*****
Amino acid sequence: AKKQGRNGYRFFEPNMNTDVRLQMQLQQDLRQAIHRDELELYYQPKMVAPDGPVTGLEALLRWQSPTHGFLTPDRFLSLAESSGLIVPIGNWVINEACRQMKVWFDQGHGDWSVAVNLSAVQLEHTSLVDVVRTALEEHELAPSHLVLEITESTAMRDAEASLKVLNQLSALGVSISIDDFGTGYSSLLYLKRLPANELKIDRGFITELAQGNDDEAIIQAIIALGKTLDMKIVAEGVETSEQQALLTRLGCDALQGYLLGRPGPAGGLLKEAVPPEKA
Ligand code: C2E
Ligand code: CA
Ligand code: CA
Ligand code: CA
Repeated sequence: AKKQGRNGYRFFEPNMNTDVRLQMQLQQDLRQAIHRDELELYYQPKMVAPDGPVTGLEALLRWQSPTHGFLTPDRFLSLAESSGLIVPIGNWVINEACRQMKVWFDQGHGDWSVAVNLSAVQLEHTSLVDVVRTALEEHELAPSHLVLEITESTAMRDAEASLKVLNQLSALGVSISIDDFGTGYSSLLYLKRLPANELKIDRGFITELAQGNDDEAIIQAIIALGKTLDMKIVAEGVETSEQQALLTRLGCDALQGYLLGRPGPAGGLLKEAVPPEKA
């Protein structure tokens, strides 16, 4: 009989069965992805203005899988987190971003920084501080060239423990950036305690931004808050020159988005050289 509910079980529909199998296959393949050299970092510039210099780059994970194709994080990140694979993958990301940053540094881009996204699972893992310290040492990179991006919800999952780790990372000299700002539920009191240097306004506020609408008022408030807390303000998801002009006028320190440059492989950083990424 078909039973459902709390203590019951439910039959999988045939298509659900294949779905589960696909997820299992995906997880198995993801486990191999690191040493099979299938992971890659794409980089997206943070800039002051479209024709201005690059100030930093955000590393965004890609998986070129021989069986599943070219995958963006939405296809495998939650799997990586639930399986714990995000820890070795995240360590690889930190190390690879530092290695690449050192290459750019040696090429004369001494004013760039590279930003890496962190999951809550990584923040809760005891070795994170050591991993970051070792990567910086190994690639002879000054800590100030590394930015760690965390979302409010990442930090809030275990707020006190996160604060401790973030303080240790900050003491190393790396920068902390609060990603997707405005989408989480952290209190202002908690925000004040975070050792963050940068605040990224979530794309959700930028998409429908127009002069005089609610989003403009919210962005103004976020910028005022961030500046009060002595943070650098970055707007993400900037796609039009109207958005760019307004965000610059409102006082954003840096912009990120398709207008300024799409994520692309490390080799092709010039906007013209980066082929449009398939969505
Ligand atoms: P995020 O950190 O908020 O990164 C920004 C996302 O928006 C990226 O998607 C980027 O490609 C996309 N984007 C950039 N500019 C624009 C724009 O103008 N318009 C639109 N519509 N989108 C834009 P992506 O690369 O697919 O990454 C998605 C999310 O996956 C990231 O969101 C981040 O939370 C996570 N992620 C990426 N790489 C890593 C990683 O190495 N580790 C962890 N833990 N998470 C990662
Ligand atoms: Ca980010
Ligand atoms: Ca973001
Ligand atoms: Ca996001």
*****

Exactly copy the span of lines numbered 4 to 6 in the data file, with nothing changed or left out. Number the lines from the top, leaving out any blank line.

Ligand code: CA
Ligand code: CA
Repeated sequence: AKKQGRNGYRFFEPNMNTDVRLQMQLQQDLRQAIHRDELELYYQPKMVAPDGPVTGLEALLRWQSPTHGFLTPDRFLSLAESSGLIVPIGNWVINEACRQMKVWFDQGHGDWSVAVNLSAVQLEHTSLVDVVRTALEEHELAPSHLVLEITESTAMRDAEASLKVLNQLSALGVSISIDDFGTGYSSLLYLKRLPANELKIDRGFITELAQGNDDEAIIQAIIALGKTLDMKIVAEGVETSEQQALLTRLGCDALQGYLLGRPGPAGGLLKEAVPPEKA